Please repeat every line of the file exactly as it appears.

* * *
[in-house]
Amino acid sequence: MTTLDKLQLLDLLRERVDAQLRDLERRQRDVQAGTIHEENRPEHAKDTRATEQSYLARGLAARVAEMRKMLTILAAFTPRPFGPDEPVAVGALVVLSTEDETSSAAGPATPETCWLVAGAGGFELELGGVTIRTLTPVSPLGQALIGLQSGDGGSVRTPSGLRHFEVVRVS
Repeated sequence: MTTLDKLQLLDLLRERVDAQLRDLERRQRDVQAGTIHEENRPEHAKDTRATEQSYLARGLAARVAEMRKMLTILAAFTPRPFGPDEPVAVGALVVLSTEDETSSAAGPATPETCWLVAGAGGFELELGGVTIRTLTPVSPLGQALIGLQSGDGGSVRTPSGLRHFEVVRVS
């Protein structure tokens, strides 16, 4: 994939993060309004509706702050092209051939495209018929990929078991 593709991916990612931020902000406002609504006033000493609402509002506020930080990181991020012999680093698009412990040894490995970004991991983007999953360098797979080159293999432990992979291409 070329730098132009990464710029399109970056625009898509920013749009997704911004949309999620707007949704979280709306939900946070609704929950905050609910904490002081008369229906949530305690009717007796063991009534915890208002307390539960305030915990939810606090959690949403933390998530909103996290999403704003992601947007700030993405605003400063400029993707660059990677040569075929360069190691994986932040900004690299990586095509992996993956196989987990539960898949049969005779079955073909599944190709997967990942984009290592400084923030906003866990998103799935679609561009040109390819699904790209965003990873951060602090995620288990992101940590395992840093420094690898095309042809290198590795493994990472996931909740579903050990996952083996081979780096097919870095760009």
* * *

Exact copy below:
[in-house]
Amino acid sequence: MTTLDKLQLLDLLRERVDAQLRDLERRQRDVQAGTIHEENRPEHAKDTRATEQSYLARGLAARVAEMRKMLTILAAFTPRPFGPDEPVAVGALVVLSTEDETSSAAGPATPETCWLVAGAGGFELELGGVTIRTLTPVSPLGQALIGLQSGDGGSVRTPSGLRHFEVVRVS
Repeated sequence: MTTLDKLQLLDLLRERVDAQLRDLERRQRDVQAGTIHEENRPEHAKDTRATEQSYLARGLAARVAEMRKMLTILAAFTPRPFGPDEPVAVGALVVLSTEDETSSAAGPATPETCWLVAGAGGFELELGGVTIRTLTPVSPLGQALIGLQSGDGGSVRTPSGLRHFEVVRVS
């Protein structure tokens, strides 16, 4: 994939993060309004509706702050092209051939495209018929990929078991 593709991916990612931020902000406002609504006033000493609402509002506020930080990181991020012999680093698009412990040894490995970004991991983007999953360098797979080159293999432990992979291409 070329730098132009990464710029399109970056625009898509920013749009997704911004949309999620707007949704979280709306939900946070609704929950905050609910904490002081008369229906949530305690009717007796063991009534915890208002307390539960305030915990939810606090959690949403933390998530909103996290999403704003992601947007700030993405605003400063400029993707660059990677040569075929360069190691994986932040900004690299990586095509992996993956196989987990539960898949049969005779079955073909599944190709997967990942984009290592400084923030906003866990998103799935679609561009040109390819699904790209965003990873951060602090995620288990992101940590395992840093420094690898095309042809290198590795493994990472996931909740579903050990996952083996081979780096097919870095760009």